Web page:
Hoda Kotb replaces ousted Matt Lauer on Today, and makes history in the process

Kotb (above) took over on Nov 29, after Lauer was dismissed for “inappropriate sexual behaviour".
Kotb (above) took over on Nov 29, after Lauer was dismissed for “inappropriate sexual behaviour". PHOTO: REUTERS

WASHINGTON (WASHINGTON POST) -After taking over hosting duties on Today following Matt Lauer's ouster amid allegations of sexual misconduct, Hoda Kotb has officially been named the new co-anchor of the popular NBC morning show.

"This has to be the most popular decision NBC News has ever made," Today co-host Savannah Guthrie said on air on Tuesday (Jan 2). "Hoda, you are a partner and a friend and a sister, and I'm so happy to be doing this."

NBC News chairman Andy Lack announced the news, which means that, for the first time, Today is led by female hosts.

"I'm pinching myself," Kotb said to Guthrie on air. "There's no one I'd rather be sitting next to in 2018 than you."

Lauer's departure came amid an avalanche of reports on sexual misconduct allegations against high-profile men in entertainment and media. Kotb took over the co-anchoring duties on Nov 29, hours after Lack had dismissed Lauer for "inappropriate sexual behaviour."

At the time, the NBC News chairman said in a memo that the company had received a "detailed complaint" that represented "a clear violation of our company's standards."

"While it is the first complaint about his behaviour in the over 20 years he's been at NBC News, we were also presented with reason to believe this may not have been an isolated incident," Lack added.

Hours later, Variety published a report detailing allegations by multiple women that Lauer had sexually harassed them in the workplace.

"Some of what is being said about me is untrue or mischaracterised, but there is enough truth in these stories to make me feel embarrassed and ashamed," the former TV host said in a statement.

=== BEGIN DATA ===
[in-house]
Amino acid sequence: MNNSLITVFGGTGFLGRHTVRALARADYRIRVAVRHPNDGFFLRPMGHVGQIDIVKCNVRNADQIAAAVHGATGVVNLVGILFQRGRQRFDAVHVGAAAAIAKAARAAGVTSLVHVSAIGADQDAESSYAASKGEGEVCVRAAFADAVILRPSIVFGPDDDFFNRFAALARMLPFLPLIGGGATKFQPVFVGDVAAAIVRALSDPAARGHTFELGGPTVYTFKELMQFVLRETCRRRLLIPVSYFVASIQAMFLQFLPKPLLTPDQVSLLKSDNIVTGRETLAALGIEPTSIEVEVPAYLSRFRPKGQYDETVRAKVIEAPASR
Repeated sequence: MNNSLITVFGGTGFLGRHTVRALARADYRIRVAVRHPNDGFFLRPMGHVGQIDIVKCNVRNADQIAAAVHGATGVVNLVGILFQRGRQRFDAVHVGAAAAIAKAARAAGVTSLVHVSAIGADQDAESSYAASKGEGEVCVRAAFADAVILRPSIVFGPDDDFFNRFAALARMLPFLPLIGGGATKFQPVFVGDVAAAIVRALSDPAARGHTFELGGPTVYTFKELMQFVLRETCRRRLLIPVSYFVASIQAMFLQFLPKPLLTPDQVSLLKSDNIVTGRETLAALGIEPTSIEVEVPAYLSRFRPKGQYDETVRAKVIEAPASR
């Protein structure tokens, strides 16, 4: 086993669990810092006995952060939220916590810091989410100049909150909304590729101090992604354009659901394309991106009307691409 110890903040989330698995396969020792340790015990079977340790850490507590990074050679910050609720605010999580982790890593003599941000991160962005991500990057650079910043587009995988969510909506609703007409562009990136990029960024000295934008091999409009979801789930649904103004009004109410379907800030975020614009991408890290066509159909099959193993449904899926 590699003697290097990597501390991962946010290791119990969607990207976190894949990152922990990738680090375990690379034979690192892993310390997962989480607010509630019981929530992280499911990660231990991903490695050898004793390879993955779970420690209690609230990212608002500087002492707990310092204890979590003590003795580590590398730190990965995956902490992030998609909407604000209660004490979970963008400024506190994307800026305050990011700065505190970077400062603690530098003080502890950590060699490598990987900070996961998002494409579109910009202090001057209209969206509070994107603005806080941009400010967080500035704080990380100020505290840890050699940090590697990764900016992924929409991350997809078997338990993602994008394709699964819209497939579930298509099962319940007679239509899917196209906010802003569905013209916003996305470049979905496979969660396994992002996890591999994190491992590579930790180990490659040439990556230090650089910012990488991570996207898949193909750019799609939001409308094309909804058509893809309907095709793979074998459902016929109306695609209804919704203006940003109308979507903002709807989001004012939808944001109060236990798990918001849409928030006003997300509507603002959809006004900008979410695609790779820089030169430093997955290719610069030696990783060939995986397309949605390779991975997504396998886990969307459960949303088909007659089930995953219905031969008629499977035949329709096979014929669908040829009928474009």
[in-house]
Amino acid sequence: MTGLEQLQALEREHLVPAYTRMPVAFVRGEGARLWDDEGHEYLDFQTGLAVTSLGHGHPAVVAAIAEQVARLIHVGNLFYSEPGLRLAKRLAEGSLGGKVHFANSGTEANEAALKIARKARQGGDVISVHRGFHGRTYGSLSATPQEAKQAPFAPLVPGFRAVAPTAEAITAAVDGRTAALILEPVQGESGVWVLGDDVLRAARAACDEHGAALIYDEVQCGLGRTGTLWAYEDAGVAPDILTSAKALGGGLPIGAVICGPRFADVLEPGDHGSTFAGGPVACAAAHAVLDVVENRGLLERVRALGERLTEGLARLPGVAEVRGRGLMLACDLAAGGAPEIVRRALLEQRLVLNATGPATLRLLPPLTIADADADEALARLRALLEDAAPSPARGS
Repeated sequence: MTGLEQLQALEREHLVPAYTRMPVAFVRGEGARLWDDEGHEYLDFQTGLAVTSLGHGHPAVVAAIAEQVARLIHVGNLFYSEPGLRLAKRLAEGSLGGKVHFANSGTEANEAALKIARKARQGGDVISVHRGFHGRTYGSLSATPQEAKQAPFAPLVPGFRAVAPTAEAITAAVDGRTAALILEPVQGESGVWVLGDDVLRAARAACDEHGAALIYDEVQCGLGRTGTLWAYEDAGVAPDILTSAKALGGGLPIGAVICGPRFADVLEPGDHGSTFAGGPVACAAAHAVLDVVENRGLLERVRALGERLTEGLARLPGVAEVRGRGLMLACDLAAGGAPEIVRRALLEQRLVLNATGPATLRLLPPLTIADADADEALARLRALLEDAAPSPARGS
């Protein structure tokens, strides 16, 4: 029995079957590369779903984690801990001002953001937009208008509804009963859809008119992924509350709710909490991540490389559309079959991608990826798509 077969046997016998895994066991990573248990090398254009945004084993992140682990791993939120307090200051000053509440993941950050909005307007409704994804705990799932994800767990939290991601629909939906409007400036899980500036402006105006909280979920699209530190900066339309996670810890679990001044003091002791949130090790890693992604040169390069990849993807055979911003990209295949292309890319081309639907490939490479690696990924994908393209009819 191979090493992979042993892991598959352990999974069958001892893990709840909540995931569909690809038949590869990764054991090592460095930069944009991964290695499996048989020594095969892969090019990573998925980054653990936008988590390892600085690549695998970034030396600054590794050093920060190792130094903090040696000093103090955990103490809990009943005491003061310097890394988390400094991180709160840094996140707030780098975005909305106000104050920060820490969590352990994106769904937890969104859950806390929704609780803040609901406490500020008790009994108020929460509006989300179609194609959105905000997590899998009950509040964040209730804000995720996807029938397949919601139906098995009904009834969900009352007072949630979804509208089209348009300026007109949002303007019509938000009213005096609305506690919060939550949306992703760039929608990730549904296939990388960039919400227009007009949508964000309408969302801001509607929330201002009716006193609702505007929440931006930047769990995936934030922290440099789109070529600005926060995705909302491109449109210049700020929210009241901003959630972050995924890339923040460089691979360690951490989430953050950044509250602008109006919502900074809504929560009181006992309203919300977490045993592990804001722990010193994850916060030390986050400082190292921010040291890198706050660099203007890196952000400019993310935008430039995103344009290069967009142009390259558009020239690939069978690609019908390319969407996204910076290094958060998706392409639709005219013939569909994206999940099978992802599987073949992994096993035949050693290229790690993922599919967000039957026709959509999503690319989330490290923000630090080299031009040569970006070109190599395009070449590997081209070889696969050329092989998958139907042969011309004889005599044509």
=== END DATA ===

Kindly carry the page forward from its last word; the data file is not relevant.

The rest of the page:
Suddenly, NBC News was without its high-profile co-anchor.

But Kotb and Guthrie have shown that Today didn't need Lauer for ratings. Today beat rival Good Morning America on ABC for weeks after his firing.

"Over the past several weeks, Hoda has seamlessly stepped into the co-anchor role alongside Savannah, and the two have quickly hit the ground running," Lack wrote in his Tuesday memo, CNN reported.

"They have an undeniable connection with each other and most importantly, with viewers, a hallmark of Today."

Kotb's journalistic credentials run deep. She started out as a broadcast journalist at local news stations in Tucson, Arizona, to Washington before making her way to New Orleans and Fort Myers, Florida. She joined NBC News in 1998 as a Dateline correspondent and spent three years as the network's White House correspondent. She is also NBC News' chief legal correspondent.

Since 2008, Kotb has hosted the 10am hour of Today alongside Kathie Lee Gifford, which she will continue to do.

With news of Kotb's promotion comes questions about gender pay parity: Will she be compensated similarly as Lauer, who reportedly had a four-year, US$20 million (S$26 million) contract?

These are incredibly profitable hours for TV networks, and there is a lot of pressure to present a dynamic hosting team with plenty of on-air chemistry. Today, in particular, attempts to project the image that its on-air personalities are essentially a family.

Today won't be the first morning show with female co-anchors; Diane Sawyer and Robin Roberts co-hosted Good Morning America from 2006 to 2009. George Stephanopoulos replaced Sawyer after her departure. CBS This Morning still hasn't named a permanent replacement for Charlie Rose, who was fired in November over allegations of sexual misconduct detailed in a Washington Post report. (Rose apologised for "inappropriate behaviour" but said that not "all of these allegations are accurate.") Other CBS News staffers have filled in, joining hosts Gayle King and Norah O'Donnell.

But, by and large, men have been dominant presences on morning shows. That's even as their audiences are dominated by women. Perhaps as the conversation about sexism and representation continues to build steam, more and more women will see themselves reflected on their TV screens.

 

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